Question 3 – many students did not appropriately label the row and column of the payoff matrix;
their answers did not suggest they knew the columns represent the minimum effort among the
other workers.
Question 4 – Students could not make the distinction between the different concepts, and often
wrote, for all the concepts, that the concepts were about an agent making decision from experience.
Further comments not covered above:
Handwriting was very poor (ether too small or illegible) for too many students.
Discipline vetting completed By (Name): Zacharias Maniadis Date: 05/02/2015

UNIVERSITY OF SOUTHAMPTON ECON3015W1
SEMESTER 1 EXAMINATION 2012/13
PRINCIPLES OF FINANCE
Duration: 120 mins
ANSWER ALL QUESTIONS
Only University approved calculators may be used.
A foreign language translation dictionary (paper version) is permitted
provided it contains no notes, additions or annotations.
Copyright 2013 ©University of Southampton Page 1 of 5
2 ECON3015W1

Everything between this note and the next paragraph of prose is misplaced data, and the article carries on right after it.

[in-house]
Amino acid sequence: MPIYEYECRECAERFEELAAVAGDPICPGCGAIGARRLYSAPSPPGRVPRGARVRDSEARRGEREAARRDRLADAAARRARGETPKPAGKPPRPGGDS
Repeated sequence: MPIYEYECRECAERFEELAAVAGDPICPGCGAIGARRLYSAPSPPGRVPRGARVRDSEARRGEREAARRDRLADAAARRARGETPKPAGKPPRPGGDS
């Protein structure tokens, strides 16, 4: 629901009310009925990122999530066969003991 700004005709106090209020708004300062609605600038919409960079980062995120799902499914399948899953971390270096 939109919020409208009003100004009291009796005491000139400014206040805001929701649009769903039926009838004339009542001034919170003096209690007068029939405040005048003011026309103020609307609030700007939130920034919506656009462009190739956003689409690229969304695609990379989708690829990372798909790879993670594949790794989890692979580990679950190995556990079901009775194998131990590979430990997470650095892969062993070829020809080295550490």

1. (25 points) 2-Period Investment-Consumption Model
An investor with an initial endowment of £25,000 is confronted with the following productivity curve:
C1 = 240 (25,000 – C0)
1/2
where C0 denotes consumption at present, and C1 consumption in the future. Assume the interest rate for
borrowing and lending is 20%. The investor’s utility function is defined as:
U(C0,C1) = C0C1
Answer the following questions using the 2-period Consumption-Investment model.
Points will be allocated if the graphs are fully-labeled and neat.
(a) How much will the investor invest in production?
(b) What is the NPV of the investment chosen by the investor?
(c) What is the optimal allocation of consumption for the two periods?
(d) What is the PV of his total consumption?